• 19. You on The Moon There is no atmosphere to speak of. You will be at the mercy of harmful radiation and meteorites. The temperatures are extreme: 257°F days, -283°F nights. You’ll weigh 1/6th what you do on Earth. (If you weigh 100 lbs on Earth, you’ll weigh only 17 lbs on the moon.) A “day” will take about 29.5 Earth days. If you can see the Earth, it will be 1.9° on the sky (or 3 1/2 times larger than the moon) and never change its position in the sky, but it will go through phases. It took the Apollo astronauts about three days to get to the moon. http://www.sciencedaily.com/releases/2007/02/070205130324.htm Thursday, March 4, 2010 19
  • 20. Luna LACC §8.2, 4, 5 • Know Luna’s (Earth’s Moon) interior (mantle is solid, core is unusually small) and origin (impact theory) • Know Luna’s (Earth’s Moon) surface features (highlands, maria, craters, regolith, water ice!) and age (highlands--4.4 billion, maria--3.5 billion; young crater vs old crater) • Understand the Earth-Moon system: tides, tide locked orbit An attempt to answer the “big question”: what is out there? Are we alone? Thursday, March 4, 2010 20
  • 21. LACC HW: Franknoi, Morrison, and Wolff, Voyages Through the Universe, 3rd ed. • Ch. 8, pp. 192-193: 14. Due at the beginning of the next class period. Be thinking about the Solar System Project. Thursday, March 4, 2010 21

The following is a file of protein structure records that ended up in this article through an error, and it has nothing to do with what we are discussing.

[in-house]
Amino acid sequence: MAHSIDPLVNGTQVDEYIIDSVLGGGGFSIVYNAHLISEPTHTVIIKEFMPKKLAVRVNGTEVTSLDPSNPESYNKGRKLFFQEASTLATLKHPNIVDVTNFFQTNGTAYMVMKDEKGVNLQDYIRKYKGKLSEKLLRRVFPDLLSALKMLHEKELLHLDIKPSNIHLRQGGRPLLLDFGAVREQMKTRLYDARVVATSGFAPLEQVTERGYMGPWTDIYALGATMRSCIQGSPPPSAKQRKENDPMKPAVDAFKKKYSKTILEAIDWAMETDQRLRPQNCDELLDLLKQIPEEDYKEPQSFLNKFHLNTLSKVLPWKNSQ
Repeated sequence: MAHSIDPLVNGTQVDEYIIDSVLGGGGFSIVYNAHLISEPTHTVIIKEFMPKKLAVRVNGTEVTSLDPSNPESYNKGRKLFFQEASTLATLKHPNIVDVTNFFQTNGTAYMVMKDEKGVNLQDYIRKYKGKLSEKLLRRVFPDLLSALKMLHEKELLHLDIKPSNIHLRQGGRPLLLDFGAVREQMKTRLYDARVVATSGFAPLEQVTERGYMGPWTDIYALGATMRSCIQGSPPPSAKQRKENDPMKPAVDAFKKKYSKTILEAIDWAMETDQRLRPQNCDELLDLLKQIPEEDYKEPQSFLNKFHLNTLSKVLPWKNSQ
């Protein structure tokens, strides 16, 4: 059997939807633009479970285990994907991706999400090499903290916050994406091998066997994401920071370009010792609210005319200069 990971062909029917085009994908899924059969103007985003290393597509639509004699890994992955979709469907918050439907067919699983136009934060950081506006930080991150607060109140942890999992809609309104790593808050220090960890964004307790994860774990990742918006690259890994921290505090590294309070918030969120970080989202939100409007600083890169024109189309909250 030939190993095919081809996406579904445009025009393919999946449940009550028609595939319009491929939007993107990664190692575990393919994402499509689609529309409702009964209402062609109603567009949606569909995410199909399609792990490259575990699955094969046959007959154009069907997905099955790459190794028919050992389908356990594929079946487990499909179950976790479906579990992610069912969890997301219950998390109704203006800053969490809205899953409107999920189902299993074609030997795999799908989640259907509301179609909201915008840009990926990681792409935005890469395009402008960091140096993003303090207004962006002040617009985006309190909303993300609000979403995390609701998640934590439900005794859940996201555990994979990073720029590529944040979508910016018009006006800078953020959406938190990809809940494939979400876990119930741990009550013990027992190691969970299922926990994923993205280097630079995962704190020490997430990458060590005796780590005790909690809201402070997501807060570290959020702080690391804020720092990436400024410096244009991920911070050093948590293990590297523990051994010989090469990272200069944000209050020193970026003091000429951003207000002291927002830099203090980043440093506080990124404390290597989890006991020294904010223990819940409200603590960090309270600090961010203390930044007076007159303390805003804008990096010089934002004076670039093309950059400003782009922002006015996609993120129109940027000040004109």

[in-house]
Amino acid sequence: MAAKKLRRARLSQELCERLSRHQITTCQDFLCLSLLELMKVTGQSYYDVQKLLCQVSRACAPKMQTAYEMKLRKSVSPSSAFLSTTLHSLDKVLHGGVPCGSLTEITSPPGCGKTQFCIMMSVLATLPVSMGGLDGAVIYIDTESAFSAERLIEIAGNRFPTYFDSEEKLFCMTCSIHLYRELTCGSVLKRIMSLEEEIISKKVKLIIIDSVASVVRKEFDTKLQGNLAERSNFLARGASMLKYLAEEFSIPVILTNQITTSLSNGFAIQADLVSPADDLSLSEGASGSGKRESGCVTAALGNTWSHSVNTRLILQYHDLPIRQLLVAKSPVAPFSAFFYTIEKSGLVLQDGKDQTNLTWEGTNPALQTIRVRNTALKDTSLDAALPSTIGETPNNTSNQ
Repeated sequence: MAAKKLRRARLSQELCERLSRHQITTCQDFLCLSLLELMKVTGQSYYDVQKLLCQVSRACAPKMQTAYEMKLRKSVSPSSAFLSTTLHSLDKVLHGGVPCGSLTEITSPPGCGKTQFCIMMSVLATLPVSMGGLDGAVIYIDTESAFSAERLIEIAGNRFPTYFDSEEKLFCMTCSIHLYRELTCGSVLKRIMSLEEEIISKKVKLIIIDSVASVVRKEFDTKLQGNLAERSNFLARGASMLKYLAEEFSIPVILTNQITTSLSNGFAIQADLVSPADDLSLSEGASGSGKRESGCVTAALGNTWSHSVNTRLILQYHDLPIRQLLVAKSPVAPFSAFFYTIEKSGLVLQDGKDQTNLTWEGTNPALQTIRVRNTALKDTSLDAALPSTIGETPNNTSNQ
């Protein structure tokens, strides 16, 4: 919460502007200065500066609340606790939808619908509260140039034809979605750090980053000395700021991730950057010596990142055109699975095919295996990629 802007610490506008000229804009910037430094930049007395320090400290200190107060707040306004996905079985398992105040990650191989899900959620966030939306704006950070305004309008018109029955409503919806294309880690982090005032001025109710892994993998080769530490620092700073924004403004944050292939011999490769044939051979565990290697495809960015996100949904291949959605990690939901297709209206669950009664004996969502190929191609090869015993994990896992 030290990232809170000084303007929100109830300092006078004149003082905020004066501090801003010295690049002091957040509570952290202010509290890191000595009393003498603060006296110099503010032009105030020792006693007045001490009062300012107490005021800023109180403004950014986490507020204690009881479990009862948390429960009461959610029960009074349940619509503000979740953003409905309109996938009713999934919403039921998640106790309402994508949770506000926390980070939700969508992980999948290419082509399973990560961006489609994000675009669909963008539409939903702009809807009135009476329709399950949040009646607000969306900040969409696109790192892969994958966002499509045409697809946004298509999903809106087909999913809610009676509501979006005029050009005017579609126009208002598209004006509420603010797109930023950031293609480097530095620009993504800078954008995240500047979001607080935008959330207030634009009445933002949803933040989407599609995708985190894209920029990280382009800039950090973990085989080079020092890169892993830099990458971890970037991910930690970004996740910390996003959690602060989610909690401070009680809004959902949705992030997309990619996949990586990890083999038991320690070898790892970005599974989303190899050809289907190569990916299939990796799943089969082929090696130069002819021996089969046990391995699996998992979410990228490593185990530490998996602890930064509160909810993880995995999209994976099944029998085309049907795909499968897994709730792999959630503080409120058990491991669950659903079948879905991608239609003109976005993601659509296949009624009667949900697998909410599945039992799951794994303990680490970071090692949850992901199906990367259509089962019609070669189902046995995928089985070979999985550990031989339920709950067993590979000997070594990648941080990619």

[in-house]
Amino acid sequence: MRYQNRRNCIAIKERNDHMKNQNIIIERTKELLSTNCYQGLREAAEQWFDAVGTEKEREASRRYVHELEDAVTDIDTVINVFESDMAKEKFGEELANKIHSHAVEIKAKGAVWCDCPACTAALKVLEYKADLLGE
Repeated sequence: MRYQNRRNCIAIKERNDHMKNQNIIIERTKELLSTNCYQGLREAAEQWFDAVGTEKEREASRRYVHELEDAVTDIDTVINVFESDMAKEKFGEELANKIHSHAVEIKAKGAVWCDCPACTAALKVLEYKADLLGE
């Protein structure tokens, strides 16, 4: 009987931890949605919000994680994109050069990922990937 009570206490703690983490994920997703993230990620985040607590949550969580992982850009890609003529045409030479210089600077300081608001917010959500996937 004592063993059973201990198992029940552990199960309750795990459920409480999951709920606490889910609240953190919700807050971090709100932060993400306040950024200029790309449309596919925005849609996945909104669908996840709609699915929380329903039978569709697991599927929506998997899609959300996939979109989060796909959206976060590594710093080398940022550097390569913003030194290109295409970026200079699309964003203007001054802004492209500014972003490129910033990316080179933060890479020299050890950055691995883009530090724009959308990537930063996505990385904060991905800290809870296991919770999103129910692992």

• 22. Mercury LACC §8.2, 4, 5 • Know Mercury’s interior and origins • Know Mercury’s surface features and age • Understand the length of a Mercury day and year An attempt to answer the “big question”: what is out there? Are we alone? Thursday, March 4, 2010 22
  • 23. Mercury: A Planet of Craters This spectacular image ... was snapped [6 Oct 2008] ... about 90 minutes after MESSENGER's closest approach to Mercury, when the spacecraft was at a distance of about 27,000 kilometers (about 17,000 miles) http://science.nasa.gov/headlines/y2008/07oct_firstresults.htm Thursday, March 4, 2010 23
  • 24. Mercury: Size Earth Mercury Luna Diameter: 7926 mi 3032 mi 2160 mi 2.54 1.0 0.71 http://www.arcadiastreet.com/cgvistas/mercury_002.htm Diameter: Thursday, March 4, 2010 24
  • 25. Mercury’s Interior The metallic core extends from the center to a large fraction of the planetary radius. Radar observations show that the core or outer core is molten. Image credit: Nicolle Rager Fuller, National Science Foundation http://www.jpl.nasa.gov/news/news.cfm?release=2007-050 Thursday, March 4, 2010 25
  • 26. Mercury Timeline http://www.5min.com/Video/Learn-about-The-Formation-of- Years Ago Event the-Planet-Mercury-117568413 1:19 4.5 billion Mercury forms with an unusually large iron core, either because few lighter elements could condense so close to the sun, or because a catastrophic impact ripped away most of its mantle 4.5 billion The heat of accretion results in differentiation, but eventually Mercury cools and a crust forms. As the planet cools, it shrinks, forming scarps. Many craters still exist from this period within Mercury’s intercrater plains. 3.9 billion The smooth plains form until the crust becomes too thick for vulcanism. The rate of impacts decreases. (based on crater counting) Thursday, March 4, 2010 26